The prospective benefits of progenitor cells may include generation of additional populations of differentiated parenchymal cells e. As biologic complexity increases and phenotypes are restored, engineered tissues gain structures and functions that do not result from mechanisms of wound healing. These added properties may derive from embryonic or fetal mechanisms that regulate tissue morphogenesis, in addition to the mechanisms of wound healing.
Together, the combination of developmental biology, wound healing, and biomedical engineering constitute the emerging field of regenerative medicine. Correction of pigmentation with cultured autologous melanocytes in preclinical studies. Induction of hair follicles in vivo from neonatal dermal cells grafted to immunodeficient mice.
Scales in cm. Although great progress has been made in reductions of morbidity and mortality in management of burn wounds, some of the most exciting advances remain ahead. These prospective advances include, but are not limited to, a complete restoration of skin anatomy and physiology, b gene therapies for specific applications, c automated and robotic fabrication of engineered tissues to increase efficiencies and reduce costs, and d quantification of wounds with non-invasive biophysical instruments.
Among these phenotypes are epidermal barrier, dermal-epidermal junction, hair folliculogenesis and cycling, sebaceous glands, pigmentation, sensory and motor innervation, cardiovascular systems, and subcutaneous fat.
Each of these phenotypes results from specific gene expression pathways that regulate its formation. Examples of these pathways are listed and referenced in the table. Similarly, there are members of the Sry-regulated HMG box Sox family of transcription factors that are expressed in formation of hair Sox-2, , sebaceous glands Sox-9 , pigmentation Sox , innervation Sox-2, , and cardiovascular development Sox-7, , Despite these similarities, each pathway is expressed in a context of its microenvironment e.
Undoubtedly, as continuing studies in developmental biology elucidate these pathways, greater capabilities to guide the anatomy and physiology of biologic skin substitutes will be gained. Gene therapies for the skin have been studied extensively over the years and have met with limited success [ 62 , 63 , 64 ]. Risks from use of retrovirus-based expression systems suggest that lentiviral-mediated genetic modifications may have greater safety and efficacy in prospective studies [ 65 , 66 ]. However, at least two examples of gene therapy in skin substitutes are currently active in the areas of innate antimicrobial peptides e.
These approaches to gene therapies require careful considerations for safety and efficacy in clinical applications. Constitutive overexpression of human beta defensin-3 with a non-viral plasmid DNA in an allogeneic model of a skin substitute has been evaluated for microbial management of contaminated wounds and was not tumorigenic [ 71 ]. These kinds of approaches provide novel examples for wound management and correction of congenital skin diseases and open countless opportunities for future reductions of morbidity and mortality from skin wounds.
In addition to unique compositions of cells, gene expression, and scaffolds to construct analogs of skin, a critical and limiting factor to greater availability of skin substitutes is manual fabrication of these complex materials. To address this limitation, numerous methods for robotic fabrication of skin and other tissue substitutes have been described [ 75 ].
Many of these approaches are highly precise and involve extrusion of cell-populated matrices into specific shapes for transplantation. Although these robotic systems accomplish physical transfers with relatively high efficiency, they may injure cells by transient exposures to high pressure, temperature, or chemical toxicities. Importantly, cells suspended in viscous scaffolds may be deprived of cellular attachments to cell surface receptors e. Avoidance of these kinds of growth inhibitions will be essential to the eventual success of robotic systems.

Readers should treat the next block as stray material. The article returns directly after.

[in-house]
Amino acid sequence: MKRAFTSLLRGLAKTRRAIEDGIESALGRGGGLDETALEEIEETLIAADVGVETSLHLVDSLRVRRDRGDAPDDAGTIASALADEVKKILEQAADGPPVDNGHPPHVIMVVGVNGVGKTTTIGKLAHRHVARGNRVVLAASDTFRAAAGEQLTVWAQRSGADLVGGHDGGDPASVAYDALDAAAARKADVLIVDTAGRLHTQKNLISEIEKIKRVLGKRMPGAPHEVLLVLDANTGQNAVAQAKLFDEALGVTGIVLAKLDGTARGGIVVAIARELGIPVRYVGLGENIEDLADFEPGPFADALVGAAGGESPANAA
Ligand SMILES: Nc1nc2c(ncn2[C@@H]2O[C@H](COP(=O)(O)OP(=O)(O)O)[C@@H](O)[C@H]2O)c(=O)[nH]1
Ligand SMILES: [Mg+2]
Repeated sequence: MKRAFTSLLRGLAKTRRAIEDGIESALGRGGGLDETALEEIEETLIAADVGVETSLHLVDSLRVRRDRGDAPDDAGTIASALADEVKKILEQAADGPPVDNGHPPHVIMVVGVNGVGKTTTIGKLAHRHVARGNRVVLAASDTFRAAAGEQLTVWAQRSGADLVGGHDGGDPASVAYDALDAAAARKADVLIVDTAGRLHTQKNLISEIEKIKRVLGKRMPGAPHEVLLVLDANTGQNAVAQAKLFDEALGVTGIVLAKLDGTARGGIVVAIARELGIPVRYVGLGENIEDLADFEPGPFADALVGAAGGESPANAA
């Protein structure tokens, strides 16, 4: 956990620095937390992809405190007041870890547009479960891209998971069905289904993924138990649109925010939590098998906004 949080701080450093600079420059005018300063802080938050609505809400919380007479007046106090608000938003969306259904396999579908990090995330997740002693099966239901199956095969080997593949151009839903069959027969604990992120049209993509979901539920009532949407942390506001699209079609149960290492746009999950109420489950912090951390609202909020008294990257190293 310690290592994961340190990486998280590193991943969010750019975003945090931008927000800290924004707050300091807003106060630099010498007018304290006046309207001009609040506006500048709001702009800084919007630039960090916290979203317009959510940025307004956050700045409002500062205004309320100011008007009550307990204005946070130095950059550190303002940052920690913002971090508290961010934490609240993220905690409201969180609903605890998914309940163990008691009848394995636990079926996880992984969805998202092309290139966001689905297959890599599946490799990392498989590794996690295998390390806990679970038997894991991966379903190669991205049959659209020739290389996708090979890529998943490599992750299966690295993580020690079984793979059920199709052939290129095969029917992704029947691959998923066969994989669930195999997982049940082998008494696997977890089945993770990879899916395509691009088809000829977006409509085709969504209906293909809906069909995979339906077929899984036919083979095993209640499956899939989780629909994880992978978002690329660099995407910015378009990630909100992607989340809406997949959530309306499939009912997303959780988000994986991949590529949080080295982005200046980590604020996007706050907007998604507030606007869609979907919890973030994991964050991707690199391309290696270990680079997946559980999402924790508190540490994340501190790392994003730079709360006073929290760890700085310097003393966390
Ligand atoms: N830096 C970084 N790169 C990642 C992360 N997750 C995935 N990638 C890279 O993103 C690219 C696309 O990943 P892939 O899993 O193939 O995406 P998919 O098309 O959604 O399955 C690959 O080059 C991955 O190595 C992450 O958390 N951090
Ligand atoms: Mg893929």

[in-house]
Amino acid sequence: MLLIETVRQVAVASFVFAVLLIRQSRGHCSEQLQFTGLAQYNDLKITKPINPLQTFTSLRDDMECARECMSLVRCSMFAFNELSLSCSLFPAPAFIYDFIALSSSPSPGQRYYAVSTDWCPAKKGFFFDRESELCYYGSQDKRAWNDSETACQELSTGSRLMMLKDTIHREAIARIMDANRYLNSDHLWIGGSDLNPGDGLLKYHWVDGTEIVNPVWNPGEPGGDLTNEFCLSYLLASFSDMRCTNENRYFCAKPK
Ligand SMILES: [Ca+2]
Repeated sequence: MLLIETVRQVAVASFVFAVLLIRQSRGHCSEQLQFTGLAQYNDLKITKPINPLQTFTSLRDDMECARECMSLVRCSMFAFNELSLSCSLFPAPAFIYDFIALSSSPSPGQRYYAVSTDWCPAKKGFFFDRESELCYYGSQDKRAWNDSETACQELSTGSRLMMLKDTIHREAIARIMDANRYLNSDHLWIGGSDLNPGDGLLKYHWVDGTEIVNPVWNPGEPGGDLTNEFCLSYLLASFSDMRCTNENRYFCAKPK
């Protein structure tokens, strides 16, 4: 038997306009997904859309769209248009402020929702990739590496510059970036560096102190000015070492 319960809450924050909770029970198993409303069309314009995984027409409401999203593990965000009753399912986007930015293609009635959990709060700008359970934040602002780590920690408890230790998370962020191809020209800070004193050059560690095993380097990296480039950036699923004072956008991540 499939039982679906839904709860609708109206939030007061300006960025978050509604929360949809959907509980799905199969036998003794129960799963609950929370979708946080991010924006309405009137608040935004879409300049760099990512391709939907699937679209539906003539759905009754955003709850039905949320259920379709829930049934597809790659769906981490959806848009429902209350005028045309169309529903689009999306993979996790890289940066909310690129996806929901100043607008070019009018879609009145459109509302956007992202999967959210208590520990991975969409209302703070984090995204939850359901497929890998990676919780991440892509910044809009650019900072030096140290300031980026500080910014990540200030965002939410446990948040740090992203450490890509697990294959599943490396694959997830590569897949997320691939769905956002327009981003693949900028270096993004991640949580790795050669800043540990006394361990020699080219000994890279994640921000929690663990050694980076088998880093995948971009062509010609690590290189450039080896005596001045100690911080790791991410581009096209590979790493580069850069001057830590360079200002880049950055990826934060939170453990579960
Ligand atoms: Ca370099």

It is important to recognize that these kinds of attachment and signaling deprivations do not occur during fetal morphogenesis or wound healing. Therefore, providing tissue-specific ligands for cell surface receptors, or maintaining signaling pathways that regulate proliferation, will likely be required to optimize the mitotic rates of cells in engineered tissues.
One approach to satisfying this requirement is formation of cellular organoids [ 75 ] which provide cell-cell attachments to preserve cell cycle signaling without attachment of cells to scaffolds or plastic vessels.
Assessments of skin wounds have progressed from subjective examinations by clinicians to more objective measures with non-invasive instruments for both diagnostic and prognostic evaluations. For diagnostic purposes, scanning laser Doppler flowmetry has been shown to provide accurate assessments of burn depth and color with simultaneous image capture [ 80 , 81 , 82 ].
Accuracy in determining the TBSA of burns has also been improved with computer software for digital mapping of skin injuries to better calculate critical interventions such as fluid resuscitation. Three-dimensional photography and laser surface scanning [ 83 , 84 ] provide topographic data that may be coupled with body mapping to generate virtual representations of patients that can be revised during the hospital course to construct a timeline of clinical progress.
Non-invasive instruments for assessments of color, shape, surface texture, visco-elastic properties, blood flow, temperature, pH, surface hydration, and water vapor transmission have been adapted from applications in dermatology for more objective determinations of scars [ 85 ]. Although these kinds of instruments have high accuracy, they often provide assessments of individual points within fields of wounds or scars which must be considered in sampling plans for data interpretation.
Because point measures typically do not represent heterogeneous wounds, data collection at multiple sites is needed to compensate for the subjective selection of individual points to measure within the treatment field. With these kinds of considerations, application of non-invasive instruments for wound assessments has been shown to correct for inter-rater variability in ordinal or observational evaluations of wounds and scars.
Biologic skin substitutes have increased in complexity from models that replace either dermis or epidermis, to dermal-epidermal models, to those that deliver combinations of biopolymer scaffolds, multiple cell types, or multiple cell sources, to those that express gene products for prospective improvements in wound healing. This spectrum of unprecedented materials presented questions regarding the regulatory framework within which each model would be evaluated for consideration of permission to market.